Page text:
Now they are looking at proof that the rumors are true. The unfamiliar lights blinking in the night sky lately? Everyone always wants it to be aliens, but it’s never aliens. And yet. This time it is: It’s aliens.

The door is open. The boys are ready. Stanley goes first because the grounded UFO was his find. “Cover me.”

“All clear.” Albert follows close behind.

The door closes behind them and everything fades to black.

The program has completed its purpose.

The boys had no way of knowing that this moment had been 642.5 years in the making. That’s how long it takes the light of an exploding star, the one we call Betelgeuse, traveling at 186,282 miles per second through the vacuum of space, to reach Earth. You see, at the exact moment that Albert spoke those magic words and the craft’s door opened for him, the light of Betelegeuse’s supernova explosion took its place in Earth’s sky. It was subtle at first, kind of like how you can see the waning moon in the daytime. You can see it if you’re looking but you wouldn’t notice it if you’re not paying attention.

It wasn’t that big of a deal anyway.

The supernova shining in the daytime sky was overshadowed by the swarms of those silver flying saucers that were suddenly surrounding this planet. Their star exploded 642.5 Earth years ago, rendering their home planet (they called it Planet in their language) uninhabitable. The aliens hopped in their spacecrafts, and started the next phase of their evolution as homeless wanderers, searching for other forms of intelligent life in the universe.

The downed saucer that Stanley and Albert found was a scout sent out ahead of the others. It was programmed with one purpose: to find intelligent life that wanted to be found. You see, it was the strength of the wish of these two boys, the wish to find intelligent life outside of Earth, that drew these aliens straight to us.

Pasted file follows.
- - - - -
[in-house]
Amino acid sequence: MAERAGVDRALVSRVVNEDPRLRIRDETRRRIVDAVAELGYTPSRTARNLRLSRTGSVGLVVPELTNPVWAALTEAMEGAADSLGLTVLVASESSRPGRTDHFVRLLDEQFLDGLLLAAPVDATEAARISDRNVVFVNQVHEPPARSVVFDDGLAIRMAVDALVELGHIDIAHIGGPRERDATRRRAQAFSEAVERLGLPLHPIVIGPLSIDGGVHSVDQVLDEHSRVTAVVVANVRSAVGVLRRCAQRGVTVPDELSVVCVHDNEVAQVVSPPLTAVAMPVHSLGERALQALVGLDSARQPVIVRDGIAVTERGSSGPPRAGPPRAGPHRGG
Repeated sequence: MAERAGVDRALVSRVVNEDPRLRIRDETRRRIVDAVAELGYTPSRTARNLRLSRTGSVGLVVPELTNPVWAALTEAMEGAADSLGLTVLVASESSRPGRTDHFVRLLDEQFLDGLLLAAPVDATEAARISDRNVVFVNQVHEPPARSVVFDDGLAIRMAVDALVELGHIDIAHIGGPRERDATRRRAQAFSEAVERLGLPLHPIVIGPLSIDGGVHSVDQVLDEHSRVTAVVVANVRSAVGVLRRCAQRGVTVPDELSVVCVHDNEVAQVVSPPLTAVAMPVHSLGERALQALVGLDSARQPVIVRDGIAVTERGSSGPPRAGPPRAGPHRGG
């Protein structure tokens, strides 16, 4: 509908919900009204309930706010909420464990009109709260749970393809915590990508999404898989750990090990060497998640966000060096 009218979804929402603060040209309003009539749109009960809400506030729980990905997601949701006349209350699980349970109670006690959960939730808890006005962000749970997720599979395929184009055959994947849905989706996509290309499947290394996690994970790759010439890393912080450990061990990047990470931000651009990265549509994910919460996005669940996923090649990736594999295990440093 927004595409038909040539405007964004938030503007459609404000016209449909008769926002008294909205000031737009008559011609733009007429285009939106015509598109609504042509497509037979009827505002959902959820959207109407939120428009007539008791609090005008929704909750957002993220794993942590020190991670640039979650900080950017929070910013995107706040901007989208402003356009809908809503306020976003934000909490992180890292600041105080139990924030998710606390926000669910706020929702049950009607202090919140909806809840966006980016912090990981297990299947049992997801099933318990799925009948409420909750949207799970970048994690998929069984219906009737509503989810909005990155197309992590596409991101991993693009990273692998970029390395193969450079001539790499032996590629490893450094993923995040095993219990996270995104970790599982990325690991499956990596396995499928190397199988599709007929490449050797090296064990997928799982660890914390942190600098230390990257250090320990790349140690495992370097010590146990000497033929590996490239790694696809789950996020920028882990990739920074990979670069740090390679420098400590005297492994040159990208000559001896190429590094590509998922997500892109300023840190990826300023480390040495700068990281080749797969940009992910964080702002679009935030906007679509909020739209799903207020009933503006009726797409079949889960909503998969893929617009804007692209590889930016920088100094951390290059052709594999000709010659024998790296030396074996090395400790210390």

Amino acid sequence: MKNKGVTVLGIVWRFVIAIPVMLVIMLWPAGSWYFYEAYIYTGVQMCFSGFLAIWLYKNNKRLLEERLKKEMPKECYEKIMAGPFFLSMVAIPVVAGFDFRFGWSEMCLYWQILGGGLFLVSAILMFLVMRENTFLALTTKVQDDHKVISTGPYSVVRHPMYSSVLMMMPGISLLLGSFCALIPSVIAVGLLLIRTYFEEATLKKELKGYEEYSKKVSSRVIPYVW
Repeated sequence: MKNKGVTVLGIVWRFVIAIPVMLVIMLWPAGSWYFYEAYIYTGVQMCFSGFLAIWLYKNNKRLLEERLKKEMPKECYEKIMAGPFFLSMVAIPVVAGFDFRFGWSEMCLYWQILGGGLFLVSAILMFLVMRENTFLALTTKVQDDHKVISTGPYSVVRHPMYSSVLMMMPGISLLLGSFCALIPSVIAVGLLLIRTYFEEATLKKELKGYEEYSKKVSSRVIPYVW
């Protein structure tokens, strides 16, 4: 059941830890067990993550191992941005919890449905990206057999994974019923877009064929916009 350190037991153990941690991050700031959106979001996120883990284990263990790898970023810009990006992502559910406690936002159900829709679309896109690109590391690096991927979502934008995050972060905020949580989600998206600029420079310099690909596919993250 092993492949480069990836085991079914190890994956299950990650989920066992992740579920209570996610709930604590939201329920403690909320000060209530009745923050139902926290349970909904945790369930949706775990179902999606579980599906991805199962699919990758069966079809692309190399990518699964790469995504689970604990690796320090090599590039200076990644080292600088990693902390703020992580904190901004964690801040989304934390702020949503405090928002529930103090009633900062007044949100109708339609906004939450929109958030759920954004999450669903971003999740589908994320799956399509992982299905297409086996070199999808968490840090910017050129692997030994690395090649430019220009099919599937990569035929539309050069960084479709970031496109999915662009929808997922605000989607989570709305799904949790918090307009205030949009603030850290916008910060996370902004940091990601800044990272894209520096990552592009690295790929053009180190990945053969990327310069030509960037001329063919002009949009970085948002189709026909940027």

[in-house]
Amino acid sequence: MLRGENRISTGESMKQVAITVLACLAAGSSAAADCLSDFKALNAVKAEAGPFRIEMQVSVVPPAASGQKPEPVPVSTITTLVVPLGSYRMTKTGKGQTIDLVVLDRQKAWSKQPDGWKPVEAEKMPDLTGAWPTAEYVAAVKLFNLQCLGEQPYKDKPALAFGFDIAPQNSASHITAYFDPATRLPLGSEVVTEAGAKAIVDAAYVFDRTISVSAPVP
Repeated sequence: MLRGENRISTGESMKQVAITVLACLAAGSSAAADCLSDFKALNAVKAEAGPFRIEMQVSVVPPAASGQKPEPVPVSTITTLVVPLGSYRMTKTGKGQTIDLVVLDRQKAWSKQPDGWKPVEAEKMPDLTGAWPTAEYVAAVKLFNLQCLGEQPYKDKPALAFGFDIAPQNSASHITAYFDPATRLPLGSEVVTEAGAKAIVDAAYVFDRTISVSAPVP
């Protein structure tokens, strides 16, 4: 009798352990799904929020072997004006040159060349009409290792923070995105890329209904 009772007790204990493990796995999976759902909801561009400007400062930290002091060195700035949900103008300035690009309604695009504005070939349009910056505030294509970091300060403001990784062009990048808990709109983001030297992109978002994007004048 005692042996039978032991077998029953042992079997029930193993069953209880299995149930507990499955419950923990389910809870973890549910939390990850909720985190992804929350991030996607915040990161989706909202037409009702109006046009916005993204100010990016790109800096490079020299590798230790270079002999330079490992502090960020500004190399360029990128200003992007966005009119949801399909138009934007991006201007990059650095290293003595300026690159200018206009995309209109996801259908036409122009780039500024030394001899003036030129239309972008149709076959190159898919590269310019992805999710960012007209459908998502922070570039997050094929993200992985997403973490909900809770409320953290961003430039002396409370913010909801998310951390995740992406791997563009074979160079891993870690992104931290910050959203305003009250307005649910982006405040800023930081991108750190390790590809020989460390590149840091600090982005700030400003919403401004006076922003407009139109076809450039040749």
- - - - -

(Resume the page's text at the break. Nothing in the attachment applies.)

Two wishes, driven by the desire to not be alone in all of this emptiness any longer, traveling through space at the speed of thought, managed to connect with each other. Two intelligences separated by time, space, and improbility found a way.

It’s a miracle of synchronicity, a tribute to the power of a genuine wish coming from the purest heart to overcome any obstacle and to make the impossible very, very real.

Unfortunately, this moment of intergalactic connection, this meeting of the minds of alien species, this definitive proof that we are not alone, was incredibly short lived. The people of the flying saucers take one look at our planet and they all agree.

“It looks broken to me.”

“It looks broken to me.”

“It looks broken to me, too.”

A consensus is reached. The planet is broken and therefore this form of intelligence cannot be that intelligent after all.

Away they flew, never to be seen again.

Jennifer Racusin

Jennifer Racusin is a writer with a runaway imagination, an artist making huge bird puppets, and a teacher teaching the future how to think.